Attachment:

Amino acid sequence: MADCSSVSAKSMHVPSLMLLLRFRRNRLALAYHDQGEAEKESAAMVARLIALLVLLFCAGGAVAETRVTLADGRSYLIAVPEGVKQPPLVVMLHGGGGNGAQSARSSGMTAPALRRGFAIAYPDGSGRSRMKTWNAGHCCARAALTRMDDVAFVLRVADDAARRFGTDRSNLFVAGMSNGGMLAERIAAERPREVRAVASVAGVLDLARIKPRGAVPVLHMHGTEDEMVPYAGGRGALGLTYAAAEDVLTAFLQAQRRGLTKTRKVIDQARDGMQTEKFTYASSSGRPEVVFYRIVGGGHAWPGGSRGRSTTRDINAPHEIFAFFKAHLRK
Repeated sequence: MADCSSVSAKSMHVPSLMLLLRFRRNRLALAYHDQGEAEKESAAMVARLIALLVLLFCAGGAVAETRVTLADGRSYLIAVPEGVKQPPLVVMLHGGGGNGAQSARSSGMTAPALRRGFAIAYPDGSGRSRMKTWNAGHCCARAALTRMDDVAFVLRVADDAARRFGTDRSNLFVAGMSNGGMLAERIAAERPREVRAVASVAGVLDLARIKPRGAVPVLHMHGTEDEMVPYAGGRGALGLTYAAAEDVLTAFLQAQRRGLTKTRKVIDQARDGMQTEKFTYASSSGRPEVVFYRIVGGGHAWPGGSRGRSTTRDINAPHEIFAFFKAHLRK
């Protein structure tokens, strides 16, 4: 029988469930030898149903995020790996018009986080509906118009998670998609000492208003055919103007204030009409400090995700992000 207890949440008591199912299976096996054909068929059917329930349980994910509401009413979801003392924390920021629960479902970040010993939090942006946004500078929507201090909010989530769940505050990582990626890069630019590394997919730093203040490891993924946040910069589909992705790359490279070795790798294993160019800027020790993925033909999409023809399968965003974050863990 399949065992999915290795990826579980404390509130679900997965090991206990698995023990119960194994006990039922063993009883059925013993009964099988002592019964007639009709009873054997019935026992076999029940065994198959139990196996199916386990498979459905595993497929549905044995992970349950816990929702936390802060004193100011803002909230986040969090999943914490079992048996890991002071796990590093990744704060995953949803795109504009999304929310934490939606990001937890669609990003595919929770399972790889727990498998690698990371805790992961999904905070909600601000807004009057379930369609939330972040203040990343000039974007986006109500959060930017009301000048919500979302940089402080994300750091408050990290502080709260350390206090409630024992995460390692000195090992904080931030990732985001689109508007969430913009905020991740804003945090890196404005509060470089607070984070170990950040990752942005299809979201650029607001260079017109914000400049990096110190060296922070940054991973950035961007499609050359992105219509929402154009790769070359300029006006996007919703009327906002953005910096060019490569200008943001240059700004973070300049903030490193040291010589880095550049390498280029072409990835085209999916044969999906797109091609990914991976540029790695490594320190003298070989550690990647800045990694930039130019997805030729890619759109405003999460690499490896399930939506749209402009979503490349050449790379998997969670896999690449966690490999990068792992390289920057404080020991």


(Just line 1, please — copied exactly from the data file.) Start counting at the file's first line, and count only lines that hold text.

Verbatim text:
Amino acid sequence: MADCSSVSAKSMHVPSLMLLLRFRRNRLALAYHDQGEAEKESAAMVARLIALLVLLFCAGGAVAETRVTLADGRSYLIAVPEGVKQPPLVVMLHGGGGNGAQSARSSGMTAPALRRGFAIAYPDGSGRSRMKTWNAGHCCARAALTRMDDVAFVLRVADDAARRFGTDRSNLFVAGMSNGGMLAERIAAERPREVRAVASVAGVLDLARIKPRGAVPVLHMHGTEDEMVPYAGGRGALGLTYAAAEDVLTAFLQAQRRGLTKTRKVIDQARDGMQTEKFTYASSSGRPEVVFYRIVGGGHAWPGGSRGRSTTRDINAPHEIFAFFKAHLRK